>The 1920s was the last time one could feel “genuinely optimistic” about American democracy, he said; since then, “the vast increase in welfare beneficiaries and the extension of the franchise to women—two constituencies that are notoriously tough for libertarians—have rendered the notion of ‘capitalist democracy’ into an oxymoron.”
"I had hoped my essay on the limits of politics would provoke reactions, and I was not disappointed. But the most intense response has been aimed not at cyberspace, seasteading, or libertarian politics, but at a commonplace statistical observation about voting patterns that is often called the gender gap.
It would be absurd to suggest that women’s votes will be taken away or that this would solve the political problems that vex us. While I don’t think any class of people should be disenfranchised, I have little hope that voting will make things better.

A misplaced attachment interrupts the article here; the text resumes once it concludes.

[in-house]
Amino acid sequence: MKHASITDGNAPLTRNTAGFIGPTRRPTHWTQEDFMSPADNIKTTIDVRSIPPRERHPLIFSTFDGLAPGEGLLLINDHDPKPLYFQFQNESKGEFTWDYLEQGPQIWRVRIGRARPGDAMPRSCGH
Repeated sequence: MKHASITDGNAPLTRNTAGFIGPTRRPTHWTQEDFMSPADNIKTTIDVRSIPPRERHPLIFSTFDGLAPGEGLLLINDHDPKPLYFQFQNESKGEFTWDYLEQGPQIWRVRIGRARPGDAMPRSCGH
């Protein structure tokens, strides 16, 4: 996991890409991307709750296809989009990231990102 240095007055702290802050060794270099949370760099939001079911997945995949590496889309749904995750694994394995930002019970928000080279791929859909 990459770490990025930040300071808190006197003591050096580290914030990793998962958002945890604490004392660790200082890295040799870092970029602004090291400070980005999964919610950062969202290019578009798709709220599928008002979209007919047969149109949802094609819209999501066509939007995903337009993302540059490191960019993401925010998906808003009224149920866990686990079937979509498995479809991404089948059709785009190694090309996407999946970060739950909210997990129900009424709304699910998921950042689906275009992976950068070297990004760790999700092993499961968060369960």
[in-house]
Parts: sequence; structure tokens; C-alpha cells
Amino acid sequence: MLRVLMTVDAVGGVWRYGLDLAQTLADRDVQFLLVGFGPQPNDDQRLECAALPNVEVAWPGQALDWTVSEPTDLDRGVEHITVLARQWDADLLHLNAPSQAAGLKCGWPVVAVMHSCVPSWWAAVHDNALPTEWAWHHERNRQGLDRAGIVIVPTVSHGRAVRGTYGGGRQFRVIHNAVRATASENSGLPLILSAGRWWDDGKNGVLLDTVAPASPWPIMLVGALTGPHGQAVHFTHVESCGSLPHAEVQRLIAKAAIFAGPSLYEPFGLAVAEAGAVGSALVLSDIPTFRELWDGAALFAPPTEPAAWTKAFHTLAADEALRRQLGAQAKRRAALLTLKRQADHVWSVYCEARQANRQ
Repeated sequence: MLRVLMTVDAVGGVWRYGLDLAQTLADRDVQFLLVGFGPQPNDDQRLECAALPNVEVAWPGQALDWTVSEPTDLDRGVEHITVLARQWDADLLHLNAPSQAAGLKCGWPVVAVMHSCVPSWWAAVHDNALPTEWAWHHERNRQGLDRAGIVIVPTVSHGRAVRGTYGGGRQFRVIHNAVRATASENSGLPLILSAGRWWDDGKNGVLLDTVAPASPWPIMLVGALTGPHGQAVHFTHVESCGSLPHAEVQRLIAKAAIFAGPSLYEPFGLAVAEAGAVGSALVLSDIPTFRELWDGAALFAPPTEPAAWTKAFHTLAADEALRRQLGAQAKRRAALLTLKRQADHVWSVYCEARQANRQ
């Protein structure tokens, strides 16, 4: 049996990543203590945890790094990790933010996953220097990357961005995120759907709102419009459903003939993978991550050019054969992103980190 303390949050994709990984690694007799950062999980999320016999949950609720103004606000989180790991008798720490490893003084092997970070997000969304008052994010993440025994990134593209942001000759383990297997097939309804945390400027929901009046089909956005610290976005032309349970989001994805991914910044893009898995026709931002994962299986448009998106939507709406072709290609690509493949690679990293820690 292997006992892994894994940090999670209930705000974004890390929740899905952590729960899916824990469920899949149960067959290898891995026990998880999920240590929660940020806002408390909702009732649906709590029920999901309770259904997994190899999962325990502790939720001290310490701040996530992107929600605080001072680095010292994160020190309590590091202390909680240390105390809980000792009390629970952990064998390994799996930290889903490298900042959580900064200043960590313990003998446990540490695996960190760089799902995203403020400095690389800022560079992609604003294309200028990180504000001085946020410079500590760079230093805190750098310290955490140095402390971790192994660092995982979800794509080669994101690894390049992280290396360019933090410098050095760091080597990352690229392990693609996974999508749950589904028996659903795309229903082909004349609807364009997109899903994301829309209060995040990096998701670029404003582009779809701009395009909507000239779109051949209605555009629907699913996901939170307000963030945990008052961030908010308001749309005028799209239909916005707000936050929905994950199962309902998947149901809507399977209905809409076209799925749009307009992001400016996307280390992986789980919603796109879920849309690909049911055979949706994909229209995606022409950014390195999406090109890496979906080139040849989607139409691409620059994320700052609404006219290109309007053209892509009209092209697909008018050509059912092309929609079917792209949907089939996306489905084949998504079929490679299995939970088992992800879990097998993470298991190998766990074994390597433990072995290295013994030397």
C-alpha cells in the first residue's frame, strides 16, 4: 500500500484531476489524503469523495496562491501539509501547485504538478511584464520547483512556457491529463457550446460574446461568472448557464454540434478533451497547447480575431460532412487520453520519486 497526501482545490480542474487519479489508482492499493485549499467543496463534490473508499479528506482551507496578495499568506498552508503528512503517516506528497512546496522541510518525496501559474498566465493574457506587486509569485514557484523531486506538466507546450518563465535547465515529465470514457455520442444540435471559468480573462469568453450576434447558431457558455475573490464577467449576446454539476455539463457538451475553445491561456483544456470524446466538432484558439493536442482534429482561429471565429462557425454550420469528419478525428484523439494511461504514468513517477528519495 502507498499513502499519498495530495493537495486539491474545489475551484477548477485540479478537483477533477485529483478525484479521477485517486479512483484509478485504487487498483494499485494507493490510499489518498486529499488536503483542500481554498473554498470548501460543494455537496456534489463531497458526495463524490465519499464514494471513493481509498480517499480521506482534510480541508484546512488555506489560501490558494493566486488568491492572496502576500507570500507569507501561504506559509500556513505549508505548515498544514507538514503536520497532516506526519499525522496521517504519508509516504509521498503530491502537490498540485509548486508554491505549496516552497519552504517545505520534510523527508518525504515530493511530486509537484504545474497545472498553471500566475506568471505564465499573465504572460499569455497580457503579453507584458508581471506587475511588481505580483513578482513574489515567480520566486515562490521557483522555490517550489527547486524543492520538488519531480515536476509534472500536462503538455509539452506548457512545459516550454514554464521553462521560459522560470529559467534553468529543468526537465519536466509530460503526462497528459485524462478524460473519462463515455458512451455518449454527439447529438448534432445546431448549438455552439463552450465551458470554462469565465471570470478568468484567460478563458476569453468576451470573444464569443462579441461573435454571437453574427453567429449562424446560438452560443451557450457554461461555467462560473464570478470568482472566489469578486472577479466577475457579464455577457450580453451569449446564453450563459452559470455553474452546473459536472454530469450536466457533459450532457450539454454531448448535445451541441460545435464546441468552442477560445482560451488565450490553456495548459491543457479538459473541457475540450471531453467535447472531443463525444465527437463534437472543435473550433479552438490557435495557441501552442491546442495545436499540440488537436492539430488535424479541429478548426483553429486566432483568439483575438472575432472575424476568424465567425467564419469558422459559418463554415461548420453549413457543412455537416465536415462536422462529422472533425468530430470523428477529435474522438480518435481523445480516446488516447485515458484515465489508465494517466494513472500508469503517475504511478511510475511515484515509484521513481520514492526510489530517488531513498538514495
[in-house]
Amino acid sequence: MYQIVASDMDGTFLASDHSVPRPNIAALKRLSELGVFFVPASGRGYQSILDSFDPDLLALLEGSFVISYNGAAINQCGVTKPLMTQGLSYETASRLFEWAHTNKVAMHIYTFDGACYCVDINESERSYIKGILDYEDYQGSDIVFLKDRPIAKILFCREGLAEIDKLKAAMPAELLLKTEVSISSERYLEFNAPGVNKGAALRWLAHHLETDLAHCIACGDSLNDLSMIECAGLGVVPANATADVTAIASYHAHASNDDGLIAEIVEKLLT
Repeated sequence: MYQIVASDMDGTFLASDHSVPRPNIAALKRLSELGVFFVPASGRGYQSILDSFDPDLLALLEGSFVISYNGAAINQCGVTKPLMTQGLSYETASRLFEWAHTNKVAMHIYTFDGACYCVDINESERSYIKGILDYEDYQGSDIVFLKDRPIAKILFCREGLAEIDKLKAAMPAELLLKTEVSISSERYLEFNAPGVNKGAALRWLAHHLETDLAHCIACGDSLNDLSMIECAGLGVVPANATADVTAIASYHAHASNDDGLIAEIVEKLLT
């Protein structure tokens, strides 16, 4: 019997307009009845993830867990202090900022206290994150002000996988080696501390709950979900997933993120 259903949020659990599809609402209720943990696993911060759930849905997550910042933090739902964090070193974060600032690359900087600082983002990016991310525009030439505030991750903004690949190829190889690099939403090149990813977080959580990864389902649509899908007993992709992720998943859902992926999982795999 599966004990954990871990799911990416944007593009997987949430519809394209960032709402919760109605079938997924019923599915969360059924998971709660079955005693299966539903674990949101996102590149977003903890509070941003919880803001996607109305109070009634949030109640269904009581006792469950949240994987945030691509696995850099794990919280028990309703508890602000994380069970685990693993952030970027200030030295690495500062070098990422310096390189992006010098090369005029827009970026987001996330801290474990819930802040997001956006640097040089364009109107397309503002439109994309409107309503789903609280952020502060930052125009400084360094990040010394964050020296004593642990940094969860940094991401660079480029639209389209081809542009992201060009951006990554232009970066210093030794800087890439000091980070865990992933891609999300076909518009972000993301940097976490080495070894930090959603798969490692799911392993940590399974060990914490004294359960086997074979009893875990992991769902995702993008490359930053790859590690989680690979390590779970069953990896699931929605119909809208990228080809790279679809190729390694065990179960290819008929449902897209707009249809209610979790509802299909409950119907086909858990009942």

Voting is not under siege in America, but many other rights are. In America, people are imprisoned for using even very mild drugs, tortured by our own government, and forced to bail out reckless financial companies.
I believe that politics is way too intense. That’s why I’m a libertarian. Politics gets people angry, destroys relationships, and polarizes peoples’ vision: the world is us versus them; good people versus the other. Politics is about interfering with other people’s lives without their consent. That’s probably why, in the past, libertarians have made little progress in the political sphere. Thus, I advocate focusing energy elsewhere, onto peaceful projects that some consider utopian."
Historically, this ideology has had some very bad consequences.